Six people have been found guilty by a National Investigation Agency (NIA) court in Kochi for their involvement in a 2010 case where a college professor in Kerala had his hand chopped off.
The professor was accused of insulting Prophet Mohammed in a question paper.
Meanwhile, five other individuals have been acquitted in relation to the same case. The NIA judge, Anil Bhaskar, is scheduled to announce the punishment for the convicted individuals on Thursday.
This verdict came in the second phase of the trial, which was based on a supplementary chargesheet filed against 11 people. In the first phase of the trial in 2015, the court had already delivered its verdict, finding 13 of the accused guilty and acquitting 18 others.
All of the accused individuals were associated with the Popular Front of India, an organization that was banned in 2022.
During the first trial, the 11 accused mentioned in the supplementary chargesheet were not present as they were either on the run or had evaded arrest. However, they later either surrendered or were apprehended by the NIA.
It is worth noting that the first accused, Savad, who was responsible for chopping off the professor's palm, is still at large.
On 4 July 2010, Professor T J Joseph of Newman College, Thodupuzha, was attacked by an armed gang allegedly because he had insulted the Prophet in a question paper for an internal college exam.
The exam was held in March and days later, a controversy erupted over the question paper, leading to protests by Muslim outfits in the state. Joseph was arrested and later granted bail in the case.
According to the prosecution, a gang armed with weapons and explosive materials attacked Professor Joseph. They brutally chopped off his right palm with an axe and attempted to kill him.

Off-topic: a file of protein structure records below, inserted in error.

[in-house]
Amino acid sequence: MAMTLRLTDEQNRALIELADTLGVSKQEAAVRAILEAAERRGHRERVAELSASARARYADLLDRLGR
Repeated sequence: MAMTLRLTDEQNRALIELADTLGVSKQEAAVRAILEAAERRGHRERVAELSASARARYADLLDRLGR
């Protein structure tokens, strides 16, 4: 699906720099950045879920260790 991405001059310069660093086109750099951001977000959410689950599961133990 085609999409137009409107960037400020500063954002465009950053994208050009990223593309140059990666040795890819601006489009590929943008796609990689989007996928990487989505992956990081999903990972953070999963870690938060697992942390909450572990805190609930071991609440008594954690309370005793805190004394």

The accused individuals were charged under various sections of the Indian Penal Code, the Unlawful Activities (Prevention) Act, and the Explosive Substances Act.
After taking over the investigation from the Kerala Police, the National Investigation Agency (NIA) concluded that the attack was an act of terrorism. As a result, the accused were charged under the Unlawful Activities (Prevention) Act (UAPA).
On Wednesday, the court found Sajil Makkar, M K Nazer, Najeeb, M K Noushad, P P Moideen Kunju, and P M Ayoob guilty.
Makkar was directly involved in the attack, while Nazer, a state committee member of the PFI, was identified as one of the main conspirators. Shafeeq, Azeez Odakkali, Mohammed Rafi, Manzoor, and T P Subair were acquitted of all charges.
Joseph, who is now retired, responded to the verdict by expressing his belief that conviction of an accused does not equate to delivering justice to the victim.
He said that the individuals who physically attacked him were merely instruments, and the true culprits who planned and orchestrated the crime are still at large.
“Those who attacked me were only weapons. The real perpetrators of the crime, the persons who planned and gave tasks to the assailants are still at large. I have only the curiosity of any ordinary citizen in this verdict,” he said, reports The Hindu.
Joseph’s palm was later sutured back at a hospital in Kochi.
In Joseph's view, the accused individuals were themselves victims of a "barbaric rule."
He urged for society to embrace modernity, humanity, and scientific thinking.
Despite the losses he suffered in the incident, Joseph expressed hope that his traumatic experience would contribute to the emergence of a new generation free from the influence of "barbaric norms of the past".
The attack on Joseph occurred in Muvattupuzha, located in the Ernakulam district. It happened just a few meters away from his home while he was returning from Sunday prayers at a local church.
The assailants forcibly pulled him out of his car and assaulted him in the presence of his mother and sister. Additionally, they detonated an explosive device to create fear.
Following the attack on Joseph, the Catholic management of Newman College suspended him from his service.
Despite appeals from the state government, civil society, and the university for his reinstatement, the Catholic Church did not take any action in his favor.
Tragically, on 20 March 2014, Joseph's wife, Salomy, died by suicide allegedly due to her despair over the Church's unwillingness to reinstate Joseph, who was the sole breadwinner of the family.
Joseph expressed that the Church's action had caused him more pain than the attack carried out by the PFI.
Following the death of Salomy, which led to widespread protests against the Church, Joseph was reinstated on 31 March 2014, on the day of his retirement.
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